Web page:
He has also enjoyed some commercial success, and some of his images have been made more accessible in the form of calendars. I had these two images framed, and they are now openly displayed in my home. What always strikes me is how he achieves the delicate translucency of the loose strands of hair, which adds a down-to-earth quality to the subjects.
When researching this piece, I could find almost nothing online. I finally learned that it was only reproduced for the calendar and was never available as a print.
Here is one of many in an ocean setting, and again the girl seems to be engaged in quiet contemplation.
To Hanks’ mind, children are like angels and he painted quite a few of them. They have a dreamlike quality but also evoke comforting thoughts of a happy afterlife that have moved parents to tears, particularly those who have suffered tragedy.
This image first caught my attention because one of the girls resembles the daughter of a close friend of mine. As I studied the image further, I became more and more bemused by the charming juxtaposition: the girls seem to be in their Sunday best yet are quite sensible in their wearing of boots.
Quite a few images make use of dangling legs; they convey a relaxed quality and a sense of intimacy between the subjects. Hanks regards many of these pieces as homages to childhood and an optimism about their future. He hopes these touching scenes will inspire people to consider the kind of world we are leaving them.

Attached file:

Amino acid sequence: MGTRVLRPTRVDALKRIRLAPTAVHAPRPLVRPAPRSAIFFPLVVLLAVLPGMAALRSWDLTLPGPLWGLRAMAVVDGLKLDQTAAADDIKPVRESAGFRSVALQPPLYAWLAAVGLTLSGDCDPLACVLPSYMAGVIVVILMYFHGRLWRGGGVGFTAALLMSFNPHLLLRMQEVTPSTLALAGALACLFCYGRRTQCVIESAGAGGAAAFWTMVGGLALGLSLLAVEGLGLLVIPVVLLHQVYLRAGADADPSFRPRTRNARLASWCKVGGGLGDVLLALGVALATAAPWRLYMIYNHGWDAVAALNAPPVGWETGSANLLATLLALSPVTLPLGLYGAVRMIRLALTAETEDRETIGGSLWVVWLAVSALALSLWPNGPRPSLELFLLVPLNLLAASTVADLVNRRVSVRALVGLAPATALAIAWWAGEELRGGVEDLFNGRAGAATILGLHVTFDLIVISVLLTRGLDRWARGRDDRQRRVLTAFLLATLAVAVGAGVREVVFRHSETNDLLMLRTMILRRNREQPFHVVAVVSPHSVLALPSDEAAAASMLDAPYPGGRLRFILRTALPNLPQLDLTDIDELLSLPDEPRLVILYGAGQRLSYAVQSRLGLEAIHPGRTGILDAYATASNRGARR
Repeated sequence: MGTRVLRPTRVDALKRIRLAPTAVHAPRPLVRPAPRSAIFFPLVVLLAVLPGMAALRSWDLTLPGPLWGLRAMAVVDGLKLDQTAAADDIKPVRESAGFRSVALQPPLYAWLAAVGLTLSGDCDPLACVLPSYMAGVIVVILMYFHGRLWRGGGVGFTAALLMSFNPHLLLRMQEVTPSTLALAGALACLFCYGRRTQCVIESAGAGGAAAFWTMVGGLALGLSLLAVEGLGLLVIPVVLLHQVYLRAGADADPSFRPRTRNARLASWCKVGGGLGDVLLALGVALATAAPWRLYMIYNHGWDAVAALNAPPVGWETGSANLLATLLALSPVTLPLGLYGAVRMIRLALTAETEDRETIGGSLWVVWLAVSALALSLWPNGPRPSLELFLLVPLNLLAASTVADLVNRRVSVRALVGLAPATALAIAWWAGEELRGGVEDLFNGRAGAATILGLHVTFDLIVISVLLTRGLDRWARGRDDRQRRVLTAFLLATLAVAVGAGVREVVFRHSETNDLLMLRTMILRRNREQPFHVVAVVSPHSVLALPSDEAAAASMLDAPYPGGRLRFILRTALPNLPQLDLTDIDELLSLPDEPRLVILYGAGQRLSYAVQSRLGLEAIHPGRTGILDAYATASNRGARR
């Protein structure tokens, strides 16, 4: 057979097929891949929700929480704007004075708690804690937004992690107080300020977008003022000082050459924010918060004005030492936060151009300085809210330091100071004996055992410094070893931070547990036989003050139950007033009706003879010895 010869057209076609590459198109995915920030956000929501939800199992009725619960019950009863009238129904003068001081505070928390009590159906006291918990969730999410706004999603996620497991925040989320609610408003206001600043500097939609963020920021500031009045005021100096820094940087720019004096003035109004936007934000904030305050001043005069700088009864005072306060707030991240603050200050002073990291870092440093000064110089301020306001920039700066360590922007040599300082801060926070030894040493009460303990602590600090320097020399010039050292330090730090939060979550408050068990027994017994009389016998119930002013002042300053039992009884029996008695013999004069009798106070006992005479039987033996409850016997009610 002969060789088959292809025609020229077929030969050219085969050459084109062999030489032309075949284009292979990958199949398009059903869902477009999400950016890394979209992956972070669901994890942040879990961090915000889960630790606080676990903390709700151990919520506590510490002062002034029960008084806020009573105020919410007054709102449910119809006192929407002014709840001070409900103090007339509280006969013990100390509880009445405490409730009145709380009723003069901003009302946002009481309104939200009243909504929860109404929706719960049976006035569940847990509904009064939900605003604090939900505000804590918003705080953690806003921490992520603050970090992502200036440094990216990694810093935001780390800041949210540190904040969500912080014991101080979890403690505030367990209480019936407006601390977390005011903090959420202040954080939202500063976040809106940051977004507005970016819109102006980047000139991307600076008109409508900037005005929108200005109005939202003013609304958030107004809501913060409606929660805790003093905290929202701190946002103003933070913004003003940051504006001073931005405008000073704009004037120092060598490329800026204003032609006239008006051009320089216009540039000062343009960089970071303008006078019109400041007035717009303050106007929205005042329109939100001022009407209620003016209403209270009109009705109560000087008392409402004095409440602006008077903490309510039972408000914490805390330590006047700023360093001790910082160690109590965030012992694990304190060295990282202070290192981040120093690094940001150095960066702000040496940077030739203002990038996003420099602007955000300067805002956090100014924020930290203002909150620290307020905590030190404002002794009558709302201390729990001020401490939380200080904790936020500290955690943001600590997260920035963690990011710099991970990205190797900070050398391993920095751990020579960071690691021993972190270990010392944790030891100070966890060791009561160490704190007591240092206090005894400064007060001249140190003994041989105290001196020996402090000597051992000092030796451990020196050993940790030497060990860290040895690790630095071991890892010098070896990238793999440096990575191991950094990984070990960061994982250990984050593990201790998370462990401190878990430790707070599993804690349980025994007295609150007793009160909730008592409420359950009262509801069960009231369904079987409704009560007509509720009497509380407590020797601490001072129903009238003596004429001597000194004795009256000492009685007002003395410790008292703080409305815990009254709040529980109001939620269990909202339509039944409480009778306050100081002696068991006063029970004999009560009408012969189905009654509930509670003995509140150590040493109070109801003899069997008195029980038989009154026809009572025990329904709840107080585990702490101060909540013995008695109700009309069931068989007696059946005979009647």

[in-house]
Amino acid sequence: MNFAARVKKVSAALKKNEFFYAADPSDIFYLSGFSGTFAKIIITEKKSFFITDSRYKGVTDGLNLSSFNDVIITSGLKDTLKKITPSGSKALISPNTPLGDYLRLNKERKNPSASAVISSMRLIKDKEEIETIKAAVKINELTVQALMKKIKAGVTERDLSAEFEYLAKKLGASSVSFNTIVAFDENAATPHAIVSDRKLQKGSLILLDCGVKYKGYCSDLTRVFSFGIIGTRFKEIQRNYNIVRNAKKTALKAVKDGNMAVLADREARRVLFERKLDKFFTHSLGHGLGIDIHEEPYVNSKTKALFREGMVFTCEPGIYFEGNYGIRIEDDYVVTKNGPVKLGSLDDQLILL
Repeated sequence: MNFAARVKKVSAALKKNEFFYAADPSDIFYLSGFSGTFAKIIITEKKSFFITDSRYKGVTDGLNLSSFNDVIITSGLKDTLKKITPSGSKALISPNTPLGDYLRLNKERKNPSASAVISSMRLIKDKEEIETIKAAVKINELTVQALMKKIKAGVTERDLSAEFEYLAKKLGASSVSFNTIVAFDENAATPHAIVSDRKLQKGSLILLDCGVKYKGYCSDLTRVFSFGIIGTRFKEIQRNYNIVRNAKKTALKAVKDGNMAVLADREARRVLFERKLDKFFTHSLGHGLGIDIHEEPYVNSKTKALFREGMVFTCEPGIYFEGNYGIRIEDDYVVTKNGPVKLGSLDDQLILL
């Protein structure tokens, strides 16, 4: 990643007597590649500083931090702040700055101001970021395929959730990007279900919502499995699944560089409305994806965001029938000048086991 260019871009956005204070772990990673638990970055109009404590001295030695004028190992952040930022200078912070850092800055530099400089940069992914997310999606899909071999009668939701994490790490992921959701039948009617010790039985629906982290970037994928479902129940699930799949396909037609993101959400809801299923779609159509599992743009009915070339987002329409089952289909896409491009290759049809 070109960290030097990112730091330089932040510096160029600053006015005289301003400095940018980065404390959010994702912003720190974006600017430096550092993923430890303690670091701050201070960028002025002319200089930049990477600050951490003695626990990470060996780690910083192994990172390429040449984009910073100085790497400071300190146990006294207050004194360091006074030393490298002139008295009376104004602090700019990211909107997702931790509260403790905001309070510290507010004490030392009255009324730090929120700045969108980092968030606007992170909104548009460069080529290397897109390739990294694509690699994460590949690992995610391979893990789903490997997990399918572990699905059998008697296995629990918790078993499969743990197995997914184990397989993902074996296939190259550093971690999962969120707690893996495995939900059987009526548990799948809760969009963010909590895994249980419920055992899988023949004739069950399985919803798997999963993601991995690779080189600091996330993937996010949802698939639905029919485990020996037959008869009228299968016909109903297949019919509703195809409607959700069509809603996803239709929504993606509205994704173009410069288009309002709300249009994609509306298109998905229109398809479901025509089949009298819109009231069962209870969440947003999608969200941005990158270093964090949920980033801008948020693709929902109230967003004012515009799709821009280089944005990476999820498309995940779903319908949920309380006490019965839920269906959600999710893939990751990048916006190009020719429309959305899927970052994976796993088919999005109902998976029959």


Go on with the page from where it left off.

When Moving On was being produced, Steve Hanks was going through a divorce. Reexamining his work, the focus on women and children gave him the feeling of being cut out of family life. At that point, he began a series of works that involved fathers, and this one is my favorite. I couldn’t resist the warm charm of the relationship and the overt respect for producing art portrayed here. There are many images of children practicing musical instruments, and Hanks has actually been credited with inspiring the continued pursuits of some.
Babies and young children are reputedly difficult to work with and those artists who do so must find special fulfillment in their work. Hanks was working on a piece involving a number of babies sitting in a row. It must have taken considerable patience to get each one attractively rendered as convincing parts of an overall composition. After this experience, he decided to do an almost identical piece, this time showing them upset and in disarray, a scene that must have been etched in his memory by that point. This pair of works (All In A Row and All Gone Awry , 1993) became very popular, and so the artist gathered those same children when they were six years old to paint this piece. He also had the notion of bringing them together again in another ten years for another group portrait. This he has done and a layout sketch is ready to begin production, but the demands of an active artist has not allowed him the time to complete it. He says there is no hurry as he is doing this for his personal enjoyment and not the public anyway. [It is not known if he ever completed this piece.]
At Pigtails in Paint our focus is on little girls, so it is sometimes necessary to inform readers of the full scope of an artist’s work. In Hanks’ case, he has painted a number of little boys, including his own son, family groups and his popular nudes of women. He is especially skilled at capturing women undergoing transitions in their life, and these works have served as a meditation on personal validation and healing for them.